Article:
Modest MRI Signal Intensity Changes Precede Delayed Cortical Necrosis After Transient Focal Ischemia in the Rat
Background and Purpose— Diffusion-weighted imaging (DWI) hyperintensities and apparent diffusion coefficient (ADC) hypointensities are MRI features of acute stroke. DWI alterations during ischemia recover with early reperfusion, but they can reappear later. Pronounced signal abnormalities early after stroke are associated with infarction, but the significance of subtle changes is unclear. Here we evaluated the degree and time course of regional signal intensity changes during the first 24 hours of reperfusion after transient ischemia, and we related them to the progression of the histopathological damage.
Methods— Rats (n=54) were subjected to 1-hour intraluminal middle cerebral artery occlusion to assess the dynamics of MRI signal intensity changes during the initial 24 hours and their correspondent histopathological features: 2,3,5-triphenyltetrazolium chloride (TTC) staining, and hematoxylin and eosin, and immunoreactivity to 70-kDa heat shock protein and to astroglial and microglial markers.
Results— This model of ischemia caused early striatal infarction but delayed necrosis in the cortex. The striatum showed marked MRI changes from 4 hours of reperfusion. By 12 hours, the striatal ADC signal intensity ratio to the homologous contralateral region was 30% reduced, and the TTC staining evidenced infarction. Contrarily, the cortical ADC ratio was only 15% reduced, and TTC staining was normal at 12 hours. After this time, the cortex showed sudden and pronounced (>30%) ADC signal intensity changes coincidentally with the manifestation of infarction, accompanied with severe vacuolation and unambiguous signs of neuronal and astroglial death.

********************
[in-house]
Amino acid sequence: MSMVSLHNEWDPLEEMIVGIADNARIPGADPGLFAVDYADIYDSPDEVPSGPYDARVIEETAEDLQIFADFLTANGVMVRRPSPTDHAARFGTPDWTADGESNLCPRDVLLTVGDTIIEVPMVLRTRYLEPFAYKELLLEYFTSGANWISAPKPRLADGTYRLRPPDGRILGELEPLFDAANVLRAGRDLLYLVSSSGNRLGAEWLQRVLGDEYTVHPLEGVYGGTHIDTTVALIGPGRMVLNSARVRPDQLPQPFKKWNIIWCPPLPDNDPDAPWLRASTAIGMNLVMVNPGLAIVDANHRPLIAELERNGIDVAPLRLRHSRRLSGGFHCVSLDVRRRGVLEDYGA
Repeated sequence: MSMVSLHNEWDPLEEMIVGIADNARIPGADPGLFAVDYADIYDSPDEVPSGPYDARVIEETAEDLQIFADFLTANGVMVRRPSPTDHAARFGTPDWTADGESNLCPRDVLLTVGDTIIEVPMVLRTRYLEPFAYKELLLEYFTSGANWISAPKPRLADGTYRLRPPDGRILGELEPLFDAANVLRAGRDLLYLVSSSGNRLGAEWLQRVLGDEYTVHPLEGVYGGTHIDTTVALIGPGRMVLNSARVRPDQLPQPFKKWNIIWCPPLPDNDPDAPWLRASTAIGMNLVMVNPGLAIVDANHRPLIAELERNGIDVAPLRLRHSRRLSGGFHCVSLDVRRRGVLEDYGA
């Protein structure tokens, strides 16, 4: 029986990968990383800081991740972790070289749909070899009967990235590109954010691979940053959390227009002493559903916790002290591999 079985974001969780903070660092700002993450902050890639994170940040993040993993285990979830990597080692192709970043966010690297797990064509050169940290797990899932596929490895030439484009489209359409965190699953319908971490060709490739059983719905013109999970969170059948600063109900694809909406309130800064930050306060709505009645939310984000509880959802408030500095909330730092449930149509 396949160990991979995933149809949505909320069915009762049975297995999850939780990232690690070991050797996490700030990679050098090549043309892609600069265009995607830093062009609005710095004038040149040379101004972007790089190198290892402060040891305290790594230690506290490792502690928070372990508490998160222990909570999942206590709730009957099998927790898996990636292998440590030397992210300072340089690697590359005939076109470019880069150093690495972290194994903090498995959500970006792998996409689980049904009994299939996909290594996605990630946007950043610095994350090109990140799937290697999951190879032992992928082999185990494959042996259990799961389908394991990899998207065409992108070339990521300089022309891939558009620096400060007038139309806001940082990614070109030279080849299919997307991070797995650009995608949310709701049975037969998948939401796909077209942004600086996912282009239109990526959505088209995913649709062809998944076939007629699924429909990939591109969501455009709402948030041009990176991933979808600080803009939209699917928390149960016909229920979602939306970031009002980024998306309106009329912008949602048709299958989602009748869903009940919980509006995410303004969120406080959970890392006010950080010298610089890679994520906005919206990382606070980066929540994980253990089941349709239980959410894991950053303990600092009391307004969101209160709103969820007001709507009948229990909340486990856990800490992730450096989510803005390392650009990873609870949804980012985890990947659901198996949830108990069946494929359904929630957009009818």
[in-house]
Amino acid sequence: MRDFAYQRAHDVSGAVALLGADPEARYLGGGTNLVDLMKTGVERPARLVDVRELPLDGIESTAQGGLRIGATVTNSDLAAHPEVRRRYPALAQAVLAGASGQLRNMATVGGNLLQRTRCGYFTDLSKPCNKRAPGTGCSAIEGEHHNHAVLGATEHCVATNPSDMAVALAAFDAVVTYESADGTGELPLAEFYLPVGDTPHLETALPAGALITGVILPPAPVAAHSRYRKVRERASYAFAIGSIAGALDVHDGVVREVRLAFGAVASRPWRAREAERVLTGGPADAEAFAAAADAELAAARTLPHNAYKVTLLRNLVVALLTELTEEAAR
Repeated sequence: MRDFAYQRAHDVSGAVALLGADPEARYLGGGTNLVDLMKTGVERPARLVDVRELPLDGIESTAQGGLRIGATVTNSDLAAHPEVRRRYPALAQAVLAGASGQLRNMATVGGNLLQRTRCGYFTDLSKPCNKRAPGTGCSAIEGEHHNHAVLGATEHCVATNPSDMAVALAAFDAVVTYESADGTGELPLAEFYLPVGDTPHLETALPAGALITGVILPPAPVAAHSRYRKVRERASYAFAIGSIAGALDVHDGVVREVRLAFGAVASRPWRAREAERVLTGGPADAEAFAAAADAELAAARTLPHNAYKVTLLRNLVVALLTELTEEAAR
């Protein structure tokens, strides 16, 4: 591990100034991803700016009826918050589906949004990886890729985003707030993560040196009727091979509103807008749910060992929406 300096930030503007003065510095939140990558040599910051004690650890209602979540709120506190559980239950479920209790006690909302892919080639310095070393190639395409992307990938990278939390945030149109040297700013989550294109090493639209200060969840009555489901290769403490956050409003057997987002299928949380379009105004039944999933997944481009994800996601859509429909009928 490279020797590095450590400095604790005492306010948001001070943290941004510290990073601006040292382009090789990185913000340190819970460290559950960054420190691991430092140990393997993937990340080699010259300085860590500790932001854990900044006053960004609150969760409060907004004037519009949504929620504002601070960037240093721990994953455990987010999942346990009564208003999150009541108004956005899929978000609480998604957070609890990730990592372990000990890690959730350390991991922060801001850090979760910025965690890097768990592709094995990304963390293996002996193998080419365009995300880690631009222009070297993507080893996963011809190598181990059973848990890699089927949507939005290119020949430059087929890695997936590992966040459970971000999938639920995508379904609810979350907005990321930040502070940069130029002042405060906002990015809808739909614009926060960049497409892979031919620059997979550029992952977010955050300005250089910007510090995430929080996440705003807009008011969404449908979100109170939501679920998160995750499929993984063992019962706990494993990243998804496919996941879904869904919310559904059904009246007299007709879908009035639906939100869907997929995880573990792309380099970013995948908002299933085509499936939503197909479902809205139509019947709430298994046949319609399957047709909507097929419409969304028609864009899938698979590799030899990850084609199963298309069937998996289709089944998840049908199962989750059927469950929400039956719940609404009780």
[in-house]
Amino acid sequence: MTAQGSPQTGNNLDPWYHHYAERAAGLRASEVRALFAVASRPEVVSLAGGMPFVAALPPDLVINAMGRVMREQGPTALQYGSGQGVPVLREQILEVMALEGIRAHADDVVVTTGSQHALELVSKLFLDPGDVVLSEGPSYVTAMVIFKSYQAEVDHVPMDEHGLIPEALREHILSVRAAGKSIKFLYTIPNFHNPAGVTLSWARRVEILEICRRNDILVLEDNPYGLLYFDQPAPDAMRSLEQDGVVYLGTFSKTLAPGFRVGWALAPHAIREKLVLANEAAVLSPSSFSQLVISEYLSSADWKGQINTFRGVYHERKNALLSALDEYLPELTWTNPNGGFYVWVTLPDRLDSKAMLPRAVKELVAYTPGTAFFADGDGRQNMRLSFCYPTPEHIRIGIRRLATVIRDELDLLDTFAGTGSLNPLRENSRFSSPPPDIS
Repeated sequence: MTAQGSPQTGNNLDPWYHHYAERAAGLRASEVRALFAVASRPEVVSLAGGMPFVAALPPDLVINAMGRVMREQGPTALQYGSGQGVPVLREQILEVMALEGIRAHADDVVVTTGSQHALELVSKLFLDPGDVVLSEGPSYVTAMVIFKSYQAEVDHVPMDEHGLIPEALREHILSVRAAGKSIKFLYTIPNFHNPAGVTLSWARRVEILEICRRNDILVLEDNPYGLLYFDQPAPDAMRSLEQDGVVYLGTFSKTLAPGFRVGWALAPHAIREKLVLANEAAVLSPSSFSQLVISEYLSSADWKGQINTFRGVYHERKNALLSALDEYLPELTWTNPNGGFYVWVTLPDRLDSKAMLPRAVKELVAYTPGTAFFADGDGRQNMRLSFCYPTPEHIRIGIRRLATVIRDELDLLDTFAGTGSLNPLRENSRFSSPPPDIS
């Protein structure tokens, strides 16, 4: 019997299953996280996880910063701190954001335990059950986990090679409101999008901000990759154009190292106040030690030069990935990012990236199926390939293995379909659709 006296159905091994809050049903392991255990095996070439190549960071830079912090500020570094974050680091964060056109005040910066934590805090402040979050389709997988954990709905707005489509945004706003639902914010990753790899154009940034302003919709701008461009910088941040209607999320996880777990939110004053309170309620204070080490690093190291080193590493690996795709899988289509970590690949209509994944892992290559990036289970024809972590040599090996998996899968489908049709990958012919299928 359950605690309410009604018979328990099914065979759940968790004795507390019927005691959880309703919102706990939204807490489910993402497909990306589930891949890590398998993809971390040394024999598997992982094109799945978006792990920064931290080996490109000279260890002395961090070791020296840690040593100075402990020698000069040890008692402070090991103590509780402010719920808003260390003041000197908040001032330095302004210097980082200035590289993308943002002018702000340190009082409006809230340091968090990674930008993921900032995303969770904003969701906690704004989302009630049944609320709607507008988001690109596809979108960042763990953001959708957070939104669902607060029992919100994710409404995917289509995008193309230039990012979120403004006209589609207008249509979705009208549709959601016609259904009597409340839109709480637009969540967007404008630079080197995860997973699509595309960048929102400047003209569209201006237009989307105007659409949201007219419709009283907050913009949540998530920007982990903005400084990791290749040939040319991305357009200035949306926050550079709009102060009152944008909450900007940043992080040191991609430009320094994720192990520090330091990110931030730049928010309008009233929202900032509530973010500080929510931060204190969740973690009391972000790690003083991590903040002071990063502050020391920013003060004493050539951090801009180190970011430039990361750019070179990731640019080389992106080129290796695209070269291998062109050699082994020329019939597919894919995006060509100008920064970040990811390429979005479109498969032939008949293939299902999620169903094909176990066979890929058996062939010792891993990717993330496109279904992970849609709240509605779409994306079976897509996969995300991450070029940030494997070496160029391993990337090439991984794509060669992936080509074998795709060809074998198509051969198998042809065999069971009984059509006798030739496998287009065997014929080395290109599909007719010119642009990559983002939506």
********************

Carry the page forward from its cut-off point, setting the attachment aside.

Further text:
Conclusions— These findings suggest that minor changes in ADC signal intensity early after ischemia should not be underestimated because they may be harbingers of delayed infarction.
Diffusion-weighted imaging (DWI) hyperintense signals and apparent diffusion coefficient (ADC) hypointensity are seen during cerebral ischemia in humans1 and animals.2 However, these alterations may return to baseline levels or partially recover at early reperfusion.3–6 In human stroke, even severely decreased ADC values may also normalize.7 In line with this observation, areas of penumbra have been found within zones of altered DWI.8 Therefore, it is likely that tissue at risk can show transient alteration of DWI signaling, which might recover with early reperfusion. However, areas with apparent DWI normalization at reperfusion developed signs of neuronal and glial damage in rats.9,10 Later, secondary ischemic damage can develop associated to delayed reappearance of the DWI lesions.11 Nonetheless, the dynamic neuropathological correlates of the regional MRI alterations observed between 8 and 24 hours after transient ischemia are not well described, despite that during this crucial time frame, the viability of some areas of the brain parenchyma is at play.12 Focusing in this time frame, here we performed a series of studies correlating MRI alterations with their corresponding regional histological features after 1-hour middle cerebral artery occlusion (MCAO) in rats.